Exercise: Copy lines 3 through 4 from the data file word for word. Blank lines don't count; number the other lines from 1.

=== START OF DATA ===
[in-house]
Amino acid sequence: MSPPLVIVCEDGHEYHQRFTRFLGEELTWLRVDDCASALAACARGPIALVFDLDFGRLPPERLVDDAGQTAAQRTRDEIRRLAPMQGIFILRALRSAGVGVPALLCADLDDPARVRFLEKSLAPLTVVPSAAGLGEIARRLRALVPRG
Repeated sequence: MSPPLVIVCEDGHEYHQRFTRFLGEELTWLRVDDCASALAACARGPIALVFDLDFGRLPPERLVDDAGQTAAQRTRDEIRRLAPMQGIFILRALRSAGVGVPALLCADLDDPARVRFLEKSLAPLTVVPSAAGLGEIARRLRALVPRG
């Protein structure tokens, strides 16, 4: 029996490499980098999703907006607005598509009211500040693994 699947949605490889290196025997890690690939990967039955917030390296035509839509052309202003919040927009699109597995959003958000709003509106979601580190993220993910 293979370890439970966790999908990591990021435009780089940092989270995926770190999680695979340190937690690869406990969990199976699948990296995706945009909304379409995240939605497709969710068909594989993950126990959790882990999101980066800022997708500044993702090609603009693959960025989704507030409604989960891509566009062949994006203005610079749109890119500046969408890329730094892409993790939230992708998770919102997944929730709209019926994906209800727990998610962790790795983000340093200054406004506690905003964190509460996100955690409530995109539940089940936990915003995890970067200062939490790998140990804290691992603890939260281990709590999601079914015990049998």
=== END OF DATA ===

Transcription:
Repeated sequence: MSPPLVIVCEDGHEYHQRFTRFLGEELTWLRVDDCASALAACARGPIALVFDLDFGRLPPERLVDDAGQTAAQRTRDEIRRLAPMQGIFILRALRSAGVGVPALLCADLDDPARVRFLEKSLAPLTVVPSAAGLGEIARRLRALVPRG
């Protein structure tokens, strides 16, 4: 029996490499980098999703907006607005598509009211500040693994 699947949605490889290196025997890690690939990967039955917030390296035509839509052309202003919040927009699109597995959003958000709003509106979601580190993220993910 293979370890439970966790999908990591990021435009780089940092989270995926770190999680695979340190937690690869406990969990199976699948990296995706945009909304379409995240939605497709969710068909594989993950126990959790882990999101980066800022997708500044993702090609603009693959960025989704507030409604989960891509566009062949994006203005610079749109890119500046969408890329730094892409993790939230992708998770919102997944929730709209019926994906209800727990998610962790790795983000340093200054406004506690905003964190509460996100955690409530995109539940089940936990915003995890970067200062939490790998140990804290691992603890939260281990709590999601079914015990049998």